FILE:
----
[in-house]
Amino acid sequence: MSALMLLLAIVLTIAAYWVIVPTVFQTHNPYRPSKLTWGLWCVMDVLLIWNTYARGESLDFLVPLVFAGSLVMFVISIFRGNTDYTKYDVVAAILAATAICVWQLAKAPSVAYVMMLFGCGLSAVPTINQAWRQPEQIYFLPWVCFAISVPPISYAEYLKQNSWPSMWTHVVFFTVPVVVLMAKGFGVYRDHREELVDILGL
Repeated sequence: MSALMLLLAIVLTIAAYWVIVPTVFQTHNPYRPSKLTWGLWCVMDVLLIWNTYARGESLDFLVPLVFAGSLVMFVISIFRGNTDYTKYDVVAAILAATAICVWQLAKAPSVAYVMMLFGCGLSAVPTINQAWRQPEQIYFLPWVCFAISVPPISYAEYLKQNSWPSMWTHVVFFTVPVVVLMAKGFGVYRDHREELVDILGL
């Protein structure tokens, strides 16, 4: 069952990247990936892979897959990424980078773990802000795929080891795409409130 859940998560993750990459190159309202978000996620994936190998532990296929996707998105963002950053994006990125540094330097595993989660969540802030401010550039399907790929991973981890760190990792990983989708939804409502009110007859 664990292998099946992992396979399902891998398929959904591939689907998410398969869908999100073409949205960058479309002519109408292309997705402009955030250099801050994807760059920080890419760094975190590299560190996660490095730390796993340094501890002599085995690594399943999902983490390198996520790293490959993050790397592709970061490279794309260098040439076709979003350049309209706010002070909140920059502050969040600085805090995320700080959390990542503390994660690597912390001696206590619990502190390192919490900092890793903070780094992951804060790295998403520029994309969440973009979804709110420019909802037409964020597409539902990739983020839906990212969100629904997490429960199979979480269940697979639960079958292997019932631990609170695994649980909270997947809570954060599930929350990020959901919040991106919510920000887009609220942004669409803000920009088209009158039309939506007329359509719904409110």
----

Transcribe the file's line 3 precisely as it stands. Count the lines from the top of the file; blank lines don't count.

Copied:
Repeated sequence: MSALMLLLAIVLTIAAYWVIVPTVFQTHNPYRPSKLTWGLWCVMDVLLIWNTYARGESLDFLVPLVFAGSLVMFVISIFRGNTDYTKYDVVAAILAATAICVWQLAKAPSVAYVMMLFGCGLSAVPTINQAWRQPEQIYFLPWVCFAISVPPISYAEYLKQNSWPSMWTHVVFFTVPVVVLMAKGFGVYRDHREELVDILGL